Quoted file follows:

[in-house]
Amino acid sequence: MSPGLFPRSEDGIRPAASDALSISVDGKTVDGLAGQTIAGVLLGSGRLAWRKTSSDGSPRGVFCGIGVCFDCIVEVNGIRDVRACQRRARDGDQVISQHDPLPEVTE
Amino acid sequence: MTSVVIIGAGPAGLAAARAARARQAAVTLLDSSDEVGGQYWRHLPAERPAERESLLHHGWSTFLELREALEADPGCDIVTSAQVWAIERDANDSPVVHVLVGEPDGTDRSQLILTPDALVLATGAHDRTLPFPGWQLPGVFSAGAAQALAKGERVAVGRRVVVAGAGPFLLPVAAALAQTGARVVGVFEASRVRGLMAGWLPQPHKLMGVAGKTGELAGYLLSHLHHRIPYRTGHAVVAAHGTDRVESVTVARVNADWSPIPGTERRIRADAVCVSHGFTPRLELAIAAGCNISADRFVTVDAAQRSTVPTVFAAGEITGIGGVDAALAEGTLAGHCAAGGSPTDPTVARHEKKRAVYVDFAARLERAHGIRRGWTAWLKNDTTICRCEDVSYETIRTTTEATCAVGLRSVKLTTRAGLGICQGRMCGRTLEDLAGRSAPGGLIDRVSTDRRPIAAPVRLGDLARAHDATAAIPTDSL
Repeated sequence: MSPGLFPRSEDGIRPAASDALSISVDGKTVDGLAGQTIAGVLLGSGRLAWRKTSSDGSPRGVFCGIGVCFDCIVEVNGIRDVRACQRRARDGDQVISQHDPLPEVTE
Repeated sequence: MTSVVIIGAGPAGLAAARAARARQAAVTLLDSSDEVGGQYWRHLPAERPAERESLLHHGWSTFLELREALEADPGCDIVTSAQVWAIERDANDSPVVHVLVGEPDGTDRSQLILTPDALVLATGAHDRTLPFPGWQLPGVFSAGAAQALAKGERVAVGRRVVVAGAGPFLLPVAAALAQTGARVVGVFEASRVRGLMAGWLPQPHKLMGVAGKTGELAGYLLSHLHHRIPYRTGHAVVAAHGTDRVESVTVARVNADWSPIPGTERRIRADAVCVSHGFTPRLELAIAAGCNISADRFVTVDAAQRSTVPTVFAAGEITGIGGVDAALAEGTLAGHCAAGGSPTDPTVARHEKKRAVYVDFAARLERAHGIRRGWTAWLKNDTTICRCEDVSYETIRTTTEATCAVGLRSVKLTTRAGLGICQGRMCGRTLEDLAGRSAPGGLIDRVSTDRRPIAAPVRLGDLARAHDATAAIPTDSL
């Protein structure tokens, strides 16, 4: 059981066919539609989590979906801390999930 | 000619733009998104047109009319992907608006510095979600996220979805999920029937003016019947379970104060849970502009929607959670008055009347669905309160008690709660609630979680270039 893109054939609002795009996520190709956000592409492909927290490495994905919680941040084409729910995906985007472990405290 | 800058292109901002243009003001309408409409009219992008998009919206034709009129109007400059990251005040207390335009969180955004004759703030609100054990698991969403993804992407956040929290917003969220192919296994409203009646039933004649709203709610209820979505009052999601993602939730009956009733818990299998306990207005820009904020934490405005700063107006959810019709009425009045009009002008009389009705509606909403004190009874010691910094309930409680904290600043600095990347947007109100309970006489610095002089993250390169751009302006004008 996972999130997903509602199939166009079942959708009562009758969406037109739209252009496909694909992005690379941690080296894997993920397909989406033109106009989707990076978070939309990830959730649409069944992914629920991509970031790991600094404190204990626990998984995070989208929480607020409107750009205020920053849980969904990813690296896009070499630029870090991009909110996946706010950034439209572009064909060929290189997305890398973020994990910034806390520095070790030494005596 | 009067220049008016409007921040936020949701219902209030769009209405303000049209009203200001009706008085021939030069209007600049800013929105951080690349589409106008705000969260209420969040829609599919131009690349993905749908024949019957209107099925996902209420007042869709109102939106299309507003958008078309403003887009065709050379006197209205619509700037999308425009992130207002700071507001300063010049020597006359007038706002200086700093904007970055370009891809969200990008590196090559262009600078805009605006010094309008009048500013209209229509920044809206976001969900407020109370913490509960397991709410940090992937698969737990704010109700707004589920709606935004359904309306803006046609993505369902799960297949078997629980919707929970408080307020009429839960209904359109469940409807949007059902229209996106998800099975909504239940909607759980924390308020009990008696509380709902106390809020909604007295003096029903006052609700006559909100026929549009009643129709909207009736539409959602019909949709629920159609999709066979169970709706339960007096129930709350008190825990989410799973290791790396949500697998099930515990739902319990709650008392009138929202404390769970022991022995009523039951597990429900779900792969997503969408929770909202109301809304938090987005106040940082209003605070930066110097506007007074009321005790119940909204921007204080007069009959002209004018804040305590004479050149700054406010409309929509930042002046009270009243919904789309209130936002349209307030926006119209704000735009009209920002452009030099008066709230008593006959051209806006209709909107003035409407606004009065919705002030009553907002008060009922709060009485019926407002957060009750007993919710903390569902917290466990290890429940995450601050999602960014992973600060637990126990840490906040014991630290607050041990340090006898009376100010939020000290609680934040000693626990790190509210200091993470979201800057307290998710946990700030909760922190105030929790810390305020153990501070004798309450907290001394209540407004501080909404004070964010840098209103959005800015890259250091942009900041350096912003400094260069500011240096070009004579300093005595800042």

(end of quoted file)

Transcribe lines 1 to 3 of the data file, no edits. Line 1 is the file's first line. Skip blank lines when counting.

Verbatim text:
[in-house]
Amino acid sequence: MSPGLFPRSEDGIRPAASDALSISVDGKTVDGLAGQTIAGVLLGSGRLAWRKTSSDGSPRGVFCGIGVCFDCIVEVNGIRDVRACQRRARDGDQVISQHDPLPEVTE
Amino acid sequence: MTSVVIIGAGPAGLAAARAARARQAAVTLLDSSDEVGGQYWRHLPAERPAERESLLHHGWSTFLELREALEADPGCDIVTSAQVWAIERDANDSPVVHVLVGEPDGTDRSQLILTPDALVLATGAHDRTLPFPGWQLPGVFSAGAAQALAKGERVAVGRRVVVAGAGPFLLPVAAALAQTGARVVGVFEASRVRGLMAGWLPQPHKLMGVAGKTGELAGYLLSHLHHRIPYRTGHAVVAAHGTDRVESVTVARVNADWSPIPGTERRIRADAVCVSHGFTPRLELAIAAGCNISADRFVTVDAAQRSTVPTVFAAGEITGIGGVDAALAEGTLAGHCAAGGSPTDPTVARHEKKRAVYVDFAARLERAHGIRRGWTAWLKNDTTICRCEDVSYETIRTTTEATCAVGLRSVKLTTRAGLGICQGRMCGRTLEDLAGRSAPGGLIDRVSTDRRPIAAPVRLGDLARAHDATAAIPTDSL